It's also clear that the regime is not going to be ousted.

Syria's military officer corps is comprised largely of Alawites and Christians, who are prepared to fight to the end to protect their communities' interests. Both groups, who together comprise about 25 per cent of the population, fear the consequences of an Islamist regime that regards Alawites as heretics and Christians as infidels.

"As the circle of Bashar's supporters becomes smaller, their siege mentality and cruelty will increase," says Mordechai Kedar, a professor of security affairs at Israel's Bar Ilan University and a veteran of 25 years in the Israeli military. "They no longer will fight for the regime but to keep their heads from rolling."

If the opposition isn't going to quit, and the regime won't lie down and die, "that leaves option three," said Mr. Rubin: "The regime stays, but Bashar goes."

"It is possible that at some point a responsible adult high in the ranks of the Syrian army or the head of an intelligence agency will understand that it is worth throwing the public a bone in order to salvage as much as possible," Prof. Kedar wrote recently. "With the assistance of several armed bodyguards, he will arrest Bashar Assad along with his brother Maher and other relatives, primarily from the Makhlouf family, that of the President's mother."

Prof. Kedar foresaw that such a person "will conduct a hasty trial and treat [the Assad family]as the public expects them to be treated, in order to attain calm. He will announce constitutional changes and economic reforms and schedule elections for several months later."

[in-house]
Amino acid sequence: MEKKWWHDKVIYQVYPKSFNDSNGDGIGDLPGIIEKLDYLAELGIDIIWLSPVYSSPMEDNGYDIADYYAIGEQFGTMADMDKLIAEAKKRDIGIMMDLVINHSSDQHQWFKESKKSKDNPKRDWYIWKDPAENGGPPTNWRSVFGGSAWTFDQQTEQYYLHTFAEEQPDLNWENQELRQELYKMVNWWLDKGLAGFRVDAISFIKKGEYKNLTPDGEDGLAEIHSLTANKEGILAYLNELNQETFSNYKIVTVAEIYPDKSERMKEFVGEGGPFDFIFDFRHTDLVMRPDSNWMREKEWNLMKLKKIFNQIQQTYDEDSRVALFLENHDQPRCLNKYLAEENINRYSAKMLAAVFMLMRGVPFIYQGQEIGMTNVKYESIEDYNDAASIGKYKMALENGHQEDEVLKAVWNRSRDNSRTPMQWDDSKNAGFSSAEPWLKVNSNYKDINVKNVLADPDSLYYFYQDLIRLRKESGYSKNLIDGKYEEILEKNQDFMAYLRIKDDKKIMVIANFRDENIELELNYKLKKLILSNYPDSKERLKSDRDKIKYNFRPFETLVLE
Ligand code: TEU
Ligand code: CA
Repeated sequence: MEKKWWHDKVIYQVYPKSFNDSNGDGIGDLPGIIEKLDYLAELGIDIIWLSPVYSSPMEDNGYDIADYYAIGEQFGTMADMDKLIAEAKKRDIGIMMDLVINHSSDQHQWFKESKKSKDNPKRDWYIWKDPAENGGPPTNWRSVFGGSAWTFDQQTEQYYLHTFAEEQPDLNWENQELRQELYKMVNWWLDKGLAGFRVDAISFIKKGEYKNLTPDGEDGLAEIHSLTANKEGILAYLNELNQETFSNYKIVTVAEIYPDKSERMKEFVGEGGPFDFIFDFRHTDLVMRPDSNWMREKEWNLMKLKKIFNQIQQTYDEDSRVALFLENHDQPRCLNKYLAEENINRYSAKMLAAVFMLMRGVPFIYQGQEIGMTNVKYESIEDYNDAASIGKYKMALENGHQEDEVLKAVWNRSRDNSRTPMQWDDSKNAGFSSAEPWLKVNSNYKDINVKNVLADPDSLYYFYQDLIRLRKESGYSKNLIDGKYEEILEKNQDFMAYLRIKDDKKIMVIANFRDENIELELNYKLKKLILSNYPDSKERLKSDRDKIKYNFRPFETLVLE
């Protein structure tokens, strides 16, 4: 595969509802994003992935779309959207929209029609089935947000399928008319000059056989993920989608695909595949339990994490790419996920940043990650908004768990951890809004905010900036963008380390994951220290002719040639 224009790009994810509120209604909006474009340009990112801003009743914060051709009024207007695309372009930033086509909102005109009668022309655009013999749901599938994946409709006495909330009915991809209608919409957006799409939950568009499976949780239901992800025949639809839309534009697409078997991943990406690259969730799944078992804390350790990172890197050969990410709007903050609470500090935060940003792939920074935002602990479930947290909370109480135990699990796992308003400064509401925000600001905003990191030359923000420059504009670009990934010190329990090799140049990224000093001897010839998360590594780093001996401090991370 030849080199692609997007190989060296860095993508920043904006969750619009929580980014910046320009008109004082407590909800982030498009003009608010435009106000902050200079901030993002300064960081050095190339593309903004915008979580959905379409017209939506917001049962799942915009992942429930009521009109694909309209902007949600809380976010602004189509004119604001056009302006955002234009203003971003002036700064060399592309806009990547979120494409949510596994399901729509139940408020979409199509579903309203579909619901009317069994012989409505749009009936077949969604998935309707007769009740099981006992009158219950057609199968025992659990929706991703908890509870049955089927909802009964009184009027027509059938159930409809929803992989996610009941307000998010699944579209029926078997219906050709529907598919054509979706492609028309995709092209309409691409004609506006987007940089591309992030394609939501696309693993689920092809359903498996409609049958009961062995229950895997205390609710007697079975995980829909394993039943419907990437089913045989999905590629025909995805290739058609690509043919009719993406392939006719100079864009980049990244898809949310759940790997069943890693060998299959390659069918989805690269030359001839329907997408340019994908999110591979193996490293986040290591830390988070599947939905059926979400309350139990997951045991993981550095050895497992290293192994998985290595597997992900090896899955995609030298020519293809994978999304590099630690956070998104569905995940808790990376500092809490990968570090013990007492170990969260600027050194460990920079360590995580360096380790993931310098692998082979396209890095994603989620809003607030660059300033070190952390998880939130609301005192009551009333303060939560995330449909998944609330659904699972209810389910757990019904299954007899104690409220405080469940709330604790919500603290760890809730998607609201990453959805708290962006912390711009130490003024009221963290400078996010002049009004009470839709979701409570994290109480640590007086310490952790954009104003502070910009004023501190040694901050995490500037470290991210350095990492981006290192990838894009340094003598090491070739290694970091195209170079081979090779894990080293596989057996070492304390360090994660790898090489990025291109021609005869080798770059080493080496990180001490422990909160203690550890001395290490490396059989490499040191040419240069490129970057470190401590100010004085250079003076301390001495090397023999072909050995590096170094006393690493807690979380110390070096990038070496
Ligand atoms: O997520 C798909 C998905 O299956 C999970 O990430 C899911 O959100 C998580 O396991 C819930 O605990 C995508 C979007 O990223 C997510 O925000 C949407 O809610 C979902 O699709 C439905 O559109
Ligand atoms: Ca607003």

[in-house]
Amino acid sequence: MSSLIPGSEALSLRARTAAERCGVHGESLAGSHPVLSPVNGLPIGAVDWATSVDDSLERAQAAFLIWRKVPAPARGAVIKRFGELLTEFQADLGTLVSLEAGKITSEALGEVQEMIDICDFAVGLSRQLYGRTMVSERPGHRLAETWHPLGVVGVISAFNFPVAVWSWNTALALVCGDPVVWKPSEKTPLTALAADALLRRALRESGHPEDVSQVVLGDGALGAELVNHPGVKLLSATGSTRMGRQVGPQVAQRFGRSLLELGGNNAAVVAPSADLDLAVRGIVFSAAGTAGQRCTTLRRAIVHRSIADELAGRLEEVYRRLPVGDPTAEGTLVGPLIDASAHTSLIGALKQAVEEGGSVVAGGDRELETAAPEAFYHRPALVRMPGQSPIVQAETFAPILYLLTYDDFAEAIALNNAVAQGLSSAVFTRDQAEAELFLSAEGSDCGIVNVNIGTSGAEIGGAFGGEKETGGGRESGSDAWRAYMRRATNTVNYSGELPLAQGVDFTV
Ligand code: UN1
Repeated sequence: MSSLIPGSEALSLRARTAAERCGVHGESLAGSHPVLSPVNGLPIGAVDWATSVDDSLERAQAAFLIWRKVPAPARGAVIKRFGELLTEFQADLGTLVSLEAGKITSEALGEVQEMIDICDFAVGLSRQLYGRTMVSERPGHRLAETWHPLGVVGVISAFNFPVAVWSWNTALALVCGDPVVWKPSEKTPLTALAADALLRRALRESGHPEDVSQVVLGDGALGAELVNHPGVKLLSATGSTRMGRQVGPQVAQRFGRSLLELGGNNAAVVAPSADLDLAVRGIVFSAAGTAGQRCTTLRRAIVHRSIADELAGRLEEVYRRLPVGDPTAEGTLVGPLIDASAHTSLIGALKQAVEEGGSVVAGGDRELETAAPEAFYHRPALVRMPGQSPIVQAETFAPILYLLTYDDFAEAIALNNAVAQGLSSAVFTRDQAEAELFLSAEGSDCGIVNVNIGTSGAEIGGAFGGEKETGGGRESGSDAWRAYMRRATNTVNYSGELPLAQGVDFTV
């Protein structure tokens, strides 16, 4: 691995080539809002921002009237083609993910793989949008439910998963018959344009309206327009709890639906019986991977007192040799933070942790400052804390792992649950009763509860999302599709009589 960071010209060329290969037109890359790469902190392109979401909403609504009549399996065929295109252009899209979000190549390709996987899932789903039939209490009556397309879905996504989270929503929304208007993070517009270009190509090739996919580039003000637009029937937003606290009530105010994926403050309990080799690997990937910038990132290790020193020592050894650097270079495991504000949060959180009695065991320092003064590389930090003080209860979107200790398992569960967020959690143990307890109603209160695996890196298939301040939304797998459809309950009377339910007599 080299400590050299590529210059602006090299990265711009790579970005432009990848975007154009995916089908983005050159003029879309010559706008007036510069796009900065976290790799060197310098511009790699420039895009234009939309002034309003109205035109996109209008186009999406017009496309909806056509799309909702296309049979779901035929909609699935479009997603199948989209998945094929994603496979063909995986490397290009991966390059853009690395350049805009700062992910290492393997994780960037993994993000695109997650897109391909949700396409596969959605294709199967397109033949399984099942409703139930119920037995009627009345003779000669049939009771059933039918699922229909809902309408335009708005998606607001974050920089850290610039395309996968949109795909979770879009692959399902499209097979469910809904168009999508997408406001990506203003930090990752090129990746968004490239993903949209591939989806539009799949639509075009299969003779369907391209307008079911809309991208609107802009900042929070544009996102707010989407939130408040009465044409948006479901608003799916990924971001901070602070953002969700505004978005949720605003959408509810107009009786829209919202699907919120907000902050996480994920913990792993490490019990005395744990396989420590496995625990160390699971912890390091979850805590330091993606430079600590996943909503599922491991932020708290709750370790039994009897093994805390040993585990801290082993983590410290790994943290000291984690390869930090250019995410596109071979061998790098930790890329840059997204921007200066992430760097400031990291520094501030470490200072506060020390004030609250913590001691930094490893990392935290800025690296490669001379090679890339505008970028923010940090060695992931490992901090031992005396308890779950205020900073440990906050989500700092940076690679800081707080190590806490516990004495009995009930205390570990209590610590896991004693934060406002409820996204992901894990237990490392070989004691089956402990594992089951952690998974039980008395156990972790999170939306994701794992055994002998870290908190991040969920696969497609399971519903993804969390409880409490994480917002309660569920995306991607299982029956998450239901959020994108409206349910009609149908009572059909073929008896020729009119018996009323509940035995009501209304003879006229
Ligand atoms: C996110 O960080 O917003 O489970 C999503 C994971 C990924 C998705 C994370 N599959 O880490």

The interests of the many people who support the regime are not necessarily tied to Mr. al-Assad, says Mr. Rubin, who directs the Global Research in International Affairs Centre in Herzliya, Israel.

"There are two parts to this regime," he said, "the man himself and his immediate family, and the larger regime, including its military support."

"Those who depend on it may be perfectly happy siding with the larger regime against the President."

So as the military deals a punishing blow to Jisr ash-Shughur in the coming days, watch to see if the uprising ends or if it pops up again somewhere else, Mr. Rubin advises. And watch to see if Mr. al-Assad is looking over his shoulder.